DANVILLE — Veterans Affairs Illiana Health Care System is restricting visitors because six patients at the hospital have influenza symptoms, according to a news release the facility sent Monday.
Although cases of flu and flu-like symptoms are on the decline across Illinois, according to weekly reports from the Centers for Disease Control and Prevention, the VA is not taking chances.
VA spokeman Doug Shouse said the six cases came up within the last couple of days, and VA officials are not taking the illnesses lightly and want to ensure that it doesn't spread. He said the restrictions can be an inconvenience, but they are an effort to minimize the risk of additional veterans contracting the flu. He said the facility still has flu vaccines available.
According to the CDC website, the flu season is winding down across the country, but it's still circulating in parts, so the CDC urges high-risk people to seek care promptly in the event of flu-like symptoms. Vaccination is also recommended for institutional outbreaks, according to the site.
Shouse said the main concern is for the veterans — not only the patients staying at the facility, but also those who are coming and going.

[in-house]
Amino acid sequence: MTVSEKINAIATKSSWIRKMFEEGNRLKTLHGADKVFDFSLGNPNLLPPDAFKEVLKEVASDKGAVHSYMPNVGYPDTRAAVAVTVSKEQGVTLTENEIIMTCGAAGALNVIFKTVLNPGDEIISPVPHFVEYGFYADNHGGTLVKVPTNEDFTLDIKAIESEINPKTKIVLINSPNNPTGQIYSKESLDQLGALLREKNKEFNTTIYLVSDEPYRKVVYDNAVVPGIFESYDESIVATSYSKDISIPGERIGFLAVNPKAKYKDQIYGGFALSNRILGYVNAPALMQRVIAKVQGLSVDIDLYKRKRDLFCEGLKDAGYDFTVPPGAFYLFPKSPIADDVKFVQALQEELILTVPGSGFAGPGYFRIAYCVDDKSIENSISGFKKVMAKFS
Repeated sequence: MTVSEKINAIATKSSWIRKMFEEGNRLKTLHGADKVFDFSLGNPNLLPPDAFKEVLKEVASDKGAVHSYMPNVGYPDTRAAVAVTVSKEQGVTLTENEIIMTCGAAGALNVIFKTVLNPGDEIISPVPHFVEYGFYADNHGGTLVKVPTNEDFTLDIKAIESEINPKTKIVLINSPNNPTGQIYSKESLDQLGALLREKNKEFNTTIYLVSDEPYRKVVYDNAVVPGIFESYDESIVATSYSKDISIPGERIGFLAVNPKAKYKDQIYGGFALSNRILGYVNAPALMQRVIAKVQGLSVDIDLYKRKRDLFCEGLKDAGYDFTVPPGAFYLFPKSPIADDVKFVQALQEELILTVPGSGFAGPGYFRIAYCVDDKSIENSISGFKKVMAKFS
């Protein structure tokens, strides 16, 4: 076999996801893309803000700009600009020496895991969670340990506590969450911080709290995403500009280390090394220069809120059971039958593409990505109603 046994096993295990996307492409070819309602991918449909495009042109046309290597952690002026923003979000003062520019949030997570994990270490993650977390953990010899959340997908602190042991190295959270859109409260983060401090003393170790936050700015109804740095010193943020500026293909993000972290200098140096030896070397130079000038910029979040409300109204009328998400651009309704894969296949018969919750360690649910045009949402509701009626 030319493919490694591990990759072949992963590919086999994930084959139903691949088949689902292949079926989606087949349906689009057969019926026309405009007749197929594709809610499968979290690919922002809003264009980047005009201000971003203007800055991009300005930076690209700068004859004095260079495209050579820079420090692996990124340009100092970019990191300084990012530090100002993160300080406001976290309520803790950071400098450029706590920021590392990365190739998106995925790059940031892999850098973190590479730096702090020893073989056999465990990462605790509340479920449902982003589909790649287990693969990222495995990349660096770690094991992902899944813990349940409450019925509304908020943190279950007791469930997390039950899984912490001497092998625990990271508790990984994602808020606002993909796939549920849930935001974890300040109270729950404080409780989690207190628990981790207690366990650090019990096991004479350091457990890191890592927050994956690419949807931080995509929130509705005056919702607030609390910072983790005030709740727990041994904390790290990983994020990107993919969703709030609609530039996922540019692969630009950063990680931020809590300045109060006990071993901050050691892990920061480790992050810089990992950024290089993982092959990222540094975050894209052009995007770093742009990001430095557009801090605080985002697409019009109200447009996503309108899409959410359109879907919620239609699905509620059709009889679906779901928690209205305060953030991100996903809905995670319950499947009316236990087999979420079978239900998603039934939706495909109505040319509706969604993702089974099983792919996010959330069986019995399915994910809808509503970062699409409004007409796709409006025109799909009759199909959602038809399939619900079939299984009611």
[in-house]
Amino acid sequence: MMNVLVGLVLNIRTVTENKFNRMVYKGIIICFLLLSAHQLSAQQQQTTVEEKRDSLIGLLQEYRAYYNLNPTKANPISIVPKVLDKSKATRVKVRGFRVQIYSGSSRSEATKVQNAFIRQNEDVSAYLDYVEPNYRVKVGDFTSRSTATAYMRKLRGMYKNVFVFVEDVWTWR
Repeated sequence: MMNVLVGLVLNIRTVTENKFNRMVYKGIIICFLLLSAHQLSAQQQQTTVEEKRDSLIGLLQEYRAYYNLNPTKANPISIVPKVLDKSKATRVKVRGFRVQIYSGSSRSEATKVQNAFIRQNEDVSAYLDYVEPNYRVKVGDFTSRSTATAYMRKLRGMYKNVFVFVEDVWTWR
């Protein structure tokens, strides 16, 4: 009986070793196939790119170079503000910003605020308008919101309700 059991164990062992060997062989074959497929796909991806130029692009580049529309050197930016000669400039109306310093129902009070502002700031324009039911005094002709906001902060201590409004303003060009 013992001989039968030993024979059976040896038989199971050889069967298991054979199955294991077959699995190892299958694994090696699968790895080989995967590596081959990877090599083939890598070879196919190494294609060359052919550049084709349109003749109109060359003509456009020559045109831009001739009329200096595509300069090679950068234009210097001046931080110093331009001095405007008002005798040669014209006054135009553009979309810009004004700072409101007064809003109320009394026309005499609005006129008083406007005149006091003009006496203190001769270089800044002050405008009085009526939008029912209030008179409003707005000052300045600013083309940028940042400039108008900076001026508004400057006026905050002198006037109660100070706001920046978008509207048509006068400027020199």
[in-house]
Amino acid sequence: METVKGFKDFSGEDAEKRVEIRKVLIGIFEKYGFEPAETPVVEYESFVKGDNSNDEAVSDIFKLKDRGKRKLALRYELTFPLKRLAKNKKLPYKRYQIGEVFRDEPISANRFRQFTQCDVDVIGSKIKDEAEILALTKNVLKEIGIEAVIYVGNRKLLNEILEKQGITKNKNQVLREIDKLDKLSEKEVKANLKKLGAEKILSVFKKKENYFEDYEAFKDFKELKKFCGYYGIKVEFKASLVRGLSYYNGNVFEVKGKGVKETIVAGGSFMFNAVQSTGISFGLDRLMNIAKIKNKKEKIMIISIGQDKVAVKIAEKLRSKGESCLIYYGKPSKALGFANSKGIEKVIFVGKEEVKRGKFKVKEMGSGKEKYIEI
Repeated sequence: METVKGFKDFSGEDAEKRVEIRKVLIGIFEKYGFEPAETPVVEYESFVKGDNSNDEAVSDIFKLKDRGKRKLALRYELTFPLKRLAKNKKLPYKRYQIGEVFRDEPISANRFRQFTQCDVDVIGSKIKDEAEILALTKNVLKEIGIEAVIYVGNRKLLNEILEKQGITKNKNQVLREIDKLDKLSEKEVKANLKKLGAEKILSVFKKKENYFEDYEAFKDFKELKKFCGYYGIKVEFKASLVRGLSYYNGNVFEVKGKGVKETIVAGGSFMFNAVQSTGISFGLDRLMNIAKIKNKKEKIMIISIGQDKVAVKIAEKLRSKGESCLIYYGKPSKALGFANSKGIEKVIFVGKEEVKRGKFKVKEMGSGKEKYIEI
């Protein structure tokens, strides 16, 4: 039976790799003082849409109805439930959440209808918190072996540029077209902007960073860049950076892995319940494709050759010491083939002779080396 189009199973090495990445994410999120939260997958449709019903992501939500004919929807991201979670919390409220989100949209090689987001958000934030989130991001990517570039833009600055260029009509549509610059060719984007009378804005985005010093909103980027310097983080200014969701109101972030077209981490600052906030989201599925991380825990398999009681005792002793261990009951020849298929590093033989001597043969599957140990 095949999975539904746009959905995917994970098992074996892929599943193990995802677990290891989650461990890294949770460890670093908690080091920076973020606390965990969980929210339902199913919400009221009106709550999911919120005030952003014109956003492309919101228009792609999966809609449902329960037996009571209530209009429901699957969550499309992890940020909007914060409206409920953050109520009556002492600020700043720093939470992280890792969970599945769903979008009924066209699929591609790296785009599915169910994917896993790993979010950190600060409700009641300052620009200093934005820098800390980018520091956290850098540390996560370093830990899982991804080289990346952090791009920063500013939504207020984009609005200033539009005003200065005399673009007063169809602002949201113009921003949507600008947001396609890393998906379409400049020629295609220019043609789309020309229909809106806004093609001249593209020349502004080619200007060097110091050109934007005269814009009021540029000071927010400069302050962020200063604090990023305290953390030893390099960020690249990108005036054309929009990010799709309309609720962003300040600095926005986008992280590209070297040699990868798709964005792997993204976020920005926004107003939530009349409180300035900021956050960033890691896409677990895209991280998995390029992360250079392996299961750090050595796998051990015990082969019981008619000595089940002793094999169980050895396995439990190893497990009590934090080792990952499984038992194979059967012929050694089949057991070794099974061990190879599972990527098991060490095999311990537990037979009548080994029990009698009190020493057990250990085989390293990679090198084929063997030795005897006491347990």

"We feel it's important, and hopefully it will only be two to three days," he said, referring to the restrictions.
He said the facility will look at the situation again in a few days, and if it has improved, the restrictions will be lifted.
The facility has implemented the following restrictions:
— Anyone with a cough, congestion, runny nose or fever should not visit until they have not had symptoms for 24 hours.
— Those who must visit should ask a staff member for a protection mask to wear during the visit.
— Anyone inside the facility should wash hands with soap and water or use hand gel frequently to stop the spread of germs.
— No visitors younger than 18 years old will be permitted.
The VA and other medical facilities in East Central Illinois had implemented similar visitor restrictions because of the flu earlier this year, but eventually lifted them as cases and symptoms diminished.
Illinois reported widespread flu activity from early December to early February, regional activity through early March, and only local activity through the end of last week, according to the CDC.